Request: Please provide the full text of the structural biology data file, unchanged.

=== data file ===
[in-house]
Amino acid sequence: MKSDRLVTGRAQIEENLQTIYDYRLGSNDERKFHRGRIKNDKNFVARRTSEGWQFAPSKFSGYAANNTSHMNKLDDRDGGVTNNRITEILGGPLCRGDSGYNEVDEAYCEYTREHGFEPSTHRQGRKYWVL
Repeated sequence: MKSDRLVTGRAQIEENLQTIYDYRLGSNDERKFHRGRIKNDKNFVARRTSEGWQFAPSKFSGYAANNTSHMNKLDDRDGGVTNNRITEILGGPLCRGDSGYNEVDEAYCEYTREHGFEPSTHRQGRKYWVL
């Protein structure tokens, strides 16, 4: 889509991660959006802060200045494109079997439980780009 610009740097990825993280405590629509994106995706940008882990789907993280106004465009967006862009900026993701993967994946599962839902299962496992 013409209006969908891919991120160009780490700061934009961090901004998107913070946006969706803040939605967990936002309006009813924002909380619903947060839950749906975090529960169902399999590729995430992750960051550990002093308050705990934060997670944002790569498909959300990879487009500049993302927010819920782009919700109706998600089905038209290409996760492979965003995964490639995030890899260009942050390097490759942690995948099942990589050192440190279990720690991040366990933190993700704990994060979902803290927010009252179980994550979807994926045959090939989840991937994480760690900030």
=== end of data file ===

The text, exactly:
[in-house]
Amino acid sequence: MKSDRLVTGRAQIEENLQTIYDYRLGSNDERKFHRGRIKNDKNFVARRTSEGWQFAPSKFSGYAANNTSHMNKLDDRDGGVTNNRITEILGGPLCRGDSGYNEVDEAYCEYTREHGFEPSTHRQGRKYWVL
Repeated sequence: MKSDRLVTGRAQIEENLQTIYDYRLGSNDERKFHRGRIKNDKNFVARRTSEGWQFAPSKFSGYAANNTSHMNKLDDRDGGVTNNRITEILGGPLCRGDSGYNEVDEAYCEYTREHGFEPSTHRQGRKYWVL
């Protein structure tokens, strides 16, 4: 889509991660959006802060200045494109079997439980780009 610009740097990825993280405590629509994106995706940008882990789907993280106004465009967006862009900026993701993967994946599962839902299962496992 013409209006969908891919991120160009780490700061934009961090901004998107913070946006969706803040939605967990936002309006009813924002909380619903947060839950749906975090529960169902399999590729995430992750960051550990002093308050705990934060997670944002790569498909959300990879487009500049993302927010819920782009919700109706998600089905038209290409996760492979965003995964490639995030890899260009942050390097490759942690995948099942990589050192440190279990720690991040366990933190993700704990994060979902803290927010009252179980994550979807994926045959090939989840991937994480760690900030």